Personal Injury Law: What to Know as a Client

personal injury law

Clients in personal injury cases are often left in the dark for long periods of time, wondering how their case is going to progress. Here is the rundown of all that you need to know about your case.

Attorney Fees

If you find an attorney who wants a retainer, find a new one. These cases are almost always taken on a contingency basis. Meaning the attorney gets paid when you do. He/she will take a portion of your settlement.


This is the time before a law suit is filed. The attorney will try to negotiate a settlement with insurance company. If successful, the percentage of the settlement that goes to the attorney is lower.

Medical Bills

During the time that you case is in negotiations, you will not be required to pay any medical bills. Your attorney will provide the doctors with a letter of protection which states the doctor will get paid from the settlement if the bill remains out of collections.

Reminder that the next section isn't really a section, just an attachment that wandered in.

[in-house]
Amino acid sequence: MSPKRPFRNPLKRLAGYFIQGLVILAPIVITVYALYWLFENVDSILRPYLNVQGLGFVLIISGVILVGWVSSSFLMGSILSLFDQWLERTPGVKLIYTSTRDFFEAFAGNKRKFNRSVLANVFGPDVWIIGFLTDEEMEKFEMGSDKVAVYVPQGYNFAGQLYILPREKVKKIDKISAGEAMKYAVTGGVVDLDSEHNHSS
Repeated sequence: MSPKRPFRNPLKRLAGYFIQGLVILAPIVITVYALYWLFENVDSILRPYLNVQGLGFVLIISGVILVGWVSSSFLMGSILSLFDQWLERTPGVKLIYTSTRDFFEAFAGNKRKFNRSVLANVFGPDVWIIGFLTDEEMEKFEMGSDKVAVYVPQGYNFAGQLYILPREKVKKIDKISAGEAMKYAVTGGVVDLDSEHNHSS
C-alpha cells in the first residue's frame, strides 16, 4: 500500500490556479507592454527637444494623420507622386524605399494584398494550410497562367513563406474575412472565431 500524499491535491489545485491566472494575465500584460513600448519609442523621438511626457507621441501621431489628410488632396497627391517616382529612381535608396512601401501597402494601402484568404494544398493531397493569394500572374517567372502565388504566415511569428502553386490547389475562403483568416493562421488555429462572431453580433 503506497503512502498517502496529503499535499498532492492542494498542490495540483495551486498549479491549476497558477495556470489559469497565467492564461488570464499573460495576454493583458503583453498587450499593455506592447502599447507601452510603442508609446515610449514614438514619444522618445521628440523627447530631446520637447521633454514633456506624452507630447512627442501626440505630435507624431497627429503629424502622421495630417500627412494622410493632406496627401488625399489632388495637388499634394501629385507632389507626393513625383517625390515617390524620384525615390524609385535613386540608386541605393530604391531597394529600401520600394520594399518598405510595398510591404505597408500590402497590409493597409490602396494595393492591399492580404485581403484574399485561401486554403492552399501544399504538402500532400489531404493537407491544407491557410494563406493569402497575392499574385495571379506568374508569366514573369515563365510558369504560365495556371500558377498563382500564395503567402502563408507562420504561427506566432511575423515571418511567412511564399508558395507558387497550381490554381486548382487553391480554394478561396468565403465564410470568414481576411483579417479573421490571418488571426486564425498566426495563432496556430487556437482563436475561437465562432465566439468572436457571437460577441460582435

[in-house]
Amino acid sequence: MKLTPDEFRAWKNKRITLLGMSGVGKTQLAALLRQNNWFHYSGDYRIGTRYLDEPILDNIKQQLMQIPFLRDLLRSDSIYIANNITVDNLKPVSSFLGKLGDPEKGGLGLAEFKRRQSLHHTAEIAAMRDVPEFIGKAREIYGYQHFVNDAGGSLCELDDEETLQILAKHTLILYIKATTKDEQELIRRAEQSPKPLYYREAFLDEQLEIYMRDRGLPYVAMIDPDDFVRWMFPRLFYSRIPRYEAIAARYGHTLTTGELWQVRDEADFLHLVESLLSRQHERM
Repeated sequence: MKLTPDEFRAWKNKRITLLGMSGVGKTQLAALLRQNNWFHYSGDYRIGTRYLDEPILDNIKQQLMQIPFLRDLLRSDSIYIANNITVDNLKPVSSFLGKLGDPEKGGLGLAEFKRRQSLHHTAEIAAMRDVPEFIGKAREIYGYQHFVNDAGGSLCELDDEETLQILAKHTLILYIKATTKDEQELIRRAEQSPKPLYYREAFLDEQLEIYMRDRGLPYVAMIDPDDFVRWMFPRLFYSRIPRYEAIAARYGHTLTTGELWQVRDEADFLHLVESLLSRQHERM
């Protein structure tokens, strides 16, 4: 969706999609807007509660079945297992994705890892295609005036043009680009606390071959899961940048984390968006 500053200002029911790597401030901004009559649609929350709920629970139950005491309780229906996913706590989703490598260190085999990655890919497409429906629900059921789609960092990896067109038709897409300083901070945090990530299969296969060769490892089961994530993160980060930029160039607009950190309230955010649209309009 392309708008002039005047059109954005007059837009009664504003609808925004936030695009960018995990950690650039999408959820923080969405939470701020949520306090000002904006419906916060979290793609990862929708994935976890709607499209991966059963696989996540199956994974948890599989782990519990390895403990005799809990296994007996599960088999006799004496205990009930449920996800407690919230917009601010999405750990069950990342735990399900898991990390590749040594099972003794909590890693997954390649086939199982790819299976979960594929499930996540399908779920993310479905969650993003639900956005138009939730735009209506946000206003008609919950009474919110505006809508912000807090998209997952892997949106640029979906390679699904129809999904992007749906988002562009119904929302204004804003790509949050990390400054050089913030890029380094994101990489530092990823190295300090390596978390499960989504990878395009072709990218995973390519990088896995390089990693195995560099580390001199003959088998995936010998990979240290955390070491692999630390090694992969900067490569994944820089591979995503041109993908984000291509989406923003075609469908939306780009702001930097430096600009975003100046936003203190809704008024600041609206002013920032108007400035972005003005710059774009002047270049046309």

The Suit

You may need to help your attorney with Discovery. This is questions and document requests from the opposing counsel. You will need to answer all interrogatories (questions) honestly. Typically the attorney will be able to get all of the requested documents on their own.

Expert Witnesses

Often times attorneys will use expert witnesses. Typically they will be doctors who will examine you and give their opinion on any permanent damage or accident reconstruction experts. They are also paid out of your settlement.


Unless you have an extremely large case, it is unlikely that you will get to a trial. The majority of these cases settle out of court, but there are exceptions. Even if the case does not go to trial, they can take over a year to settle.


The typical personal injury settlement is not going to make you rich. These are long and time-consuming cases, therefore, don’t expect a settlement overnight. After the attorney gets their cut and all of the medical bills are paid, the amount you will be left with can very greatly. The amount you receive typically depends on the limits of the at fault’s insurance.